Facebook comms head admits hiring PR agencies to discredit critics as horror year continues

Facebook has confirmed the company did hire a PR firm to discredit some of the service’s critics including linking them to financier George Soros.

The allegations were first raised by the New York Times last week, and were confirmed in a blog post by Facebook’s outgoing comms head, Eliott Schrage.

Facebook COO, Sheryl Sandberg, said the decision to hire the PR firm was not her idea

Shrage said in his post: “We hired Definers in 2017 as part of our efforts to diversify our DC advisors after the election. Like many companies, we needed to broaden our outreach. We also faced growing pressure from competitors in tech, telcos and media companies that want government to regulate us.

“This pressure became particularly acute in September 2017 after we released details of Russian interference on our service. We hired firms associated with both Republicans and Democrats — Definers was one of the Republican-affiliated firms.”

Schrage justified focusing on critics’ links with Soros by citing a speech the financier gave at the start of the year.

“In January 2018, investor and philanthropist George Soros attacked Facebook in a speech at Davos, calling us a ‘menace to society’. We had not heard such criticism from him before and wanted to determine if he had any financial motivation. Definers researched this using public information.

“Later, when the ‘Freedom from Facebook’ campaign emerged as a so-called grassroots coalition, the team asked Definers to help understand the groups behind them. They learned that George Soros was funding several of the coalition members. They prepared documents and distributed these to the press to show that this was not simply a spontaneous grassroots movement.”

In the post, Schrage said he took full responsibility for the company’s actions.

“Responsibility for these decisions rests with leadership of the Communications team. That’s me. Mark and Sheryl relied on me to manage this without controversy.

“I knew and approved of the decision to hire Definers and similar firms.”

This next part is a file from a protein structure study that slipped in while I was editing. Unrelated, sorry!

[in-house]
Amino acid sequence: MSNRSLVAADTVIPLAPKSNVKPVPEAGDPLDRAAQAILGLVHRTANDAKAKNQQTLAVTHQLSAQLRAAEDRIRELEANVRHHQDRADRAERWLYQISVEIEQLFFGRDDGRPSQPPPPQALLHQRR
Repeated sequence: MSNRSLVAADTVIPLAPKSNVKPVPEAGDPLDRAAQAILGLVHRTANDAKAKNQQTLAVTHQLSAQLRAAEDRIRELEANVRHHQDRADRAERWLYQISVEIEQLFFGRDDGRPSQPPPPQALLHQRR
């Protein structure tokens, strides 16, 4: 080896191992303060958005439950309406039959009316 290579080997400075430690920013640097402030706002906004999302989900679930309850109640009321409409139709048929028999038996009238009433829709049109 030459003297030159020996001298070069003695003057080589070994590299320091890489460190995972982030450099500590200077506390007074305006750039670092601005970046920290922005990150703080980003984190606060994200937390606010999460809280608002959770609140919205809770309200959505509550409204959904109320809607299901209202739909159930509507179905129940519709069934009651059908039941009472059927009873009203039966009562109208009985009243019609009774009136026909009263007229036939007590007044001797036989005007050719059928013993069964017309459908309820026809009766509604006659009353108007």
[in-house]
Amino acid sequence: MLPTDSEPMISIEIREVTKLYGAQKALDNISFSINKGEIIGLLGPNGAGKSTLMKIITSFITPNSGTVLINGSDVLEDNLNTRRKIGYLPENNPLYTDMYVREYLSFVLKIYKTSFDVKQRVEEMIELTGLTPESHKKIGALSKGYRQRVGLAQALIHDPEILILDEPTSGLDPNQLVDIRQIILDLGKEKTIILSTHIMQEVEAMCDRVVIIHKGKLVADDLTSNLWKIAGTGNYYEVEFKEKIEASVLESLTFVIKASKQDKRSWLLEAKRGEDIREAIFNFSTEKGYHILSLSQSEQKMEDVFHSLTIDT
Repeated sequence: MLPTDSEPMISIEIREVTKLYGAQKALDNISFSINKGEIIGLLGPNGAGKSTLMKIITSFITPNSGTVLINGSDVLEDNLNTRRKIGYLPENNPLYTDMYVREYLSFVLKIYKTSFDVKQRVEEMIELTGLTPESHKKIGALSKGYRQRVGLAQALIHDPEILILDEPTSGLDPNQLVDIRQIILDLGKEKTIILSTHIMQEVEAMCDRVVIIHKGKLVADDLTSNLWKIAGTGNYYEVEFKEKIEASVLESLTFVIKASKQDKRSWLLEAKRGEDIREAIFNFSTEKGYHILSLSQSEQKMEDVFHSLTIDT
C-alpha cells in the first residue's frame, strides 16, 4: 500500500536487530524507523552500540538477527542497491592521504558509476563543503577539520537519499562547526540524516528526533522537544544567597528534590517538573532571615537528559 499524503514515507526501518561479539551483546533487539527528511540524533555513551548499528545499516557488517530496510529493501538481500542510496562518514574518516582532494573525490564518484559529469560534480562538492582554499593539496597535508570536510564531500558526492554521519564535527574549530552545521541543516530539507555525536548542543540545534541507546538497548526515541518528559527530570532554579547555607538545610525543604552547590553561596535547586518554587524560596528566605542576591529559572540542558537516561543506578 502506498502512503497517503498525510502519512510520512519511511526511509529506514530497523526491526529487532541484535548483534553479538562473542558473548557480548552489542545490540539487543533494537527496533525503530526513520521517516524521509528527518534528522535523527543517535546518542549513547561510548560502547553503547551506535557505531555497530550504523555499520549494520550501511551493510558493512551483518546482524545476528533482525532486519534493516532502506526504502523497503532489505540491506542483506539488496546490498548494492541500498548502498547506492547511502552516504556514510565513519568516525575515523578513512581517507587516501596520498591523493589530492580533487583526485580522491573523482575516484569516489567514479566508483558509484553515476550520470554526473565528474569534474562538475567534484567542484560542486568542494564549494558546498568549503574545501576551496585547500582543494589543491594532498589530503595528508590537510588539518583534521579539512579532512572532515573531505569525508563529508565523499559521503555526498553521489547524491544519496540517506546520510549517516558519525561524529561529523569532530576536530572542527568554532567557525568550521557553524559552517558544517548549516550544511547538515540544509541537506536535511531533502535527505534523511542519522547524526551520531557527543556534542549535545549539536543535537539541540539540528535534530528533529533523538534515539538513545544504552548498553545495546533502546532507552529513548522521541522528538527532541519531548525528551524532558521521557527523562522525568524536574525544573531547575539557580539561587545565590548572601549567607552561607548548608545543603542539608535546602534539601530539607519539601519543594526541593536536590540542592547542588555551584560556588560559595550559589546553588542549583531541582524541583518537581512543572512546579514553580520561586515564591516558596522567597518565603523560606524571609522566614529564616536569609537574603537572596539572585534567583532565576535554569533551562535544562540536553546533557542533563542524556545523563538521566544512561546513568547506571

Schrage announced in June he was stepping down as Facebook’s head of policy and communications, but would remain as an advisor to CEO Mark Zuckerberg and COO Sheryl Sandberg.

In the memo released  yesterday, Sandberg was quick to endorse Schrage throwing himself under a bus saying: “I want to be clear that I oversee our Comms team and take full responsibility for their work and the PR firms who work with us. I truly believe we have a world class Comms team and I want to acknowledge the enormous pressure the team has faced over the past year.

“When I read the story in New York Times last week, I didn’t remember a firm called Definers. I asked our team to look into the work Definers did for us and to double-check whether anything had crossed my desk. Some of their work was incorporated into materials presented to me and I received a small number of emails where Definers was referenced.

“I also want to emphasize that it was never anyone’s intention to play into an anti-Semitic narrative against Mr. Soros or anyone else. Being Jewish is a core part of who I am and our company stands firmly against hate. The idea that our work has been interpreted as anti-Semitic is abhorrent to me — and deeply personal.”

The revelations come a week after Facebook’s vice-president of global marketing solutions, Carolyn Everson, told Mumbrella the culture within the social network is changing for the better with an greater emphasis on transparency.

Schrage went onto claim Facebook’s legal team was reviewing the company’s work with Definers to understand what happened while Zuckerberg and Sandberg have also asked global head of comms, Nick Clegg to review the corporation’s dealings with communications consultants and propose a set of principles and management processes to guide future engagements.

Facebook hired former UK deputy prime minister Nick Clegg as its head of communications to replace Schrage last month, following a year in which it was discovered research firm Cambridge Analytica had harvested the personal data of 87m users which was later used for disinformation campaigns during the 2016 US elections.

In June, the company started its fight back against the year’s negative publicity with its ‘together now’ campaign, promoting what it does to fight misinformation and online misbehaviour.

Last month, Futurebrand’s 2018 brand sentiment index found the service had fallen 37 places over the past year, with the brand suffering issues in the areas including trust, admiration, passion, innovation and thought leadership.


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